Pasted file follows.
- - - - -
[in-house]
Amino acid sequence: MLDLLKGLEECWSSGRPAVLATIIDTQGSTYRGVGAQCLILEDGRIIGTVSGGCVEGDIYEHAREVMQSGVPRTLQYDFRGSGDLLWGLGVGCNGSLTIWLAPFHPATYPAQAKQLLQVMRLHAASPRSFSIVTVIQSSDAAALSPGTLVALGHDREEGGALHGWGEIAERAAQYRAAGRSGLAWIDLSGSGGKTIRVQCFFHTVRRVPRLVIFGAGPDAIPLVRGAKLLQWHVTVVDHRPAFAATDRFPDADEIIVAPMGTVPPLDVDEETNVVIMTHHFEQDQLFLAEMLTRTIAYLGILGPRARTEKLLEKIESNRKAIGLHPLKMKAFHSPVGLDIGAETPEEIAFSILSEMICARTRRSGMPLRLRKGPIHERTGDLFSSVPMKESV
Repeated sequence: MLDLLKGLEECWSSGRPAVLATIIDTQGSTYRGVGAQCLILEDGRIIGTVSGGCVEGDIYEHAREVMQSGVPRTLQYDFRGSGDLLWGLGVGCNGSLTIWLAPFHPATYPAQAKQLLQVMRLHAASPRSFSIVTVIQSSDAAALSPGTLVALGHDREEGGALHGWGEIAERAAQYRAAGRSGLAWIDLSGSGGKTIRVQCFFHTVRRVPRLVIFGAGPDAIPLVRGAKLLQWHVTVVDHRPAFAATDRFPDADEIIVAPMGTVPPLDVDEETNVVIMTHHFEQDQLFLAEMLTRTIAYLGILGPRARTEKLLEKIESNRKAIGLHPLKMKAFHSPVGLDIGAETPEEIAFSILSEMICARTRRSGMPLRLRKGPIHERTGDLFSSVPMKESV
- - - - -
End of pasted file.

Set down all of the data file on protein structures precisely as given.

[in-house]
Amino acid sequence: MLDLLKGLEECWSSGRPAVLATIIDTQGSTYRGVGAQCLILEDGRIIGTVSGGCVEGDIYEHAREVMQSGVPRTLQYDFRGSGDLLWGLGVGCNGSLTIWLAPFHPATYPAQAKQLLQVMRLHAASPRSFSIVTVIQSSDAAALSPGTLVALGHDREEGGALHGWGEIAERAAQYRAAGRSGLAWIDLSGSGGKTIRVQCFFHTVRRVPRLVIFGAGPDAIPLVRGAKLLQWHVTVVDHRPAFAATDRFPDADEIIVAPMGTVPPLDVDEETNVVIMTHHFEQDQLFLAEMLTRTIAYLGILGPRARTEKLLEKIESNRKAIGLHPLKMKAFHSPVGLDIGAETPEEIAFSILSEMICARTRRSGMPLRLRKGPIHERTGDLFSSVPMKESV
Repeated sequence: MLDLLKGLEECWSSGRPAVLATIIDTQGSTYRGVGAQCLILEDGRIIGTVSGGCVEGDIYEHAREVMQSGVPRTLQYDFRGSGDLLWGLGVGCNGSLTIWLAPFHPATYPAQAKQLLQVMRLHAASPRSFSIVTVIQSSDAAALSPGTLVALGHDREEGGALHGWGEIAERAAQYRAAGRSGLAWIDLSGSGGKTIRVQCFFHTVRRVPRLVIFGAGPDAIPLVRGAKLLQWHVTVVDHRPAFAATDRFPDADEIIVAPMGTVPPLDVDEETNVVIMTHHFEQDQLFLAEMLTRTIAYLGILGPRARTEKLLEKIESNRKAIGLHPLKMKAFHSPVGLDIGAETPEEIAFSILSEMICARTRRSGMPLRLRKGPIHERTGDLFSSVPMKESV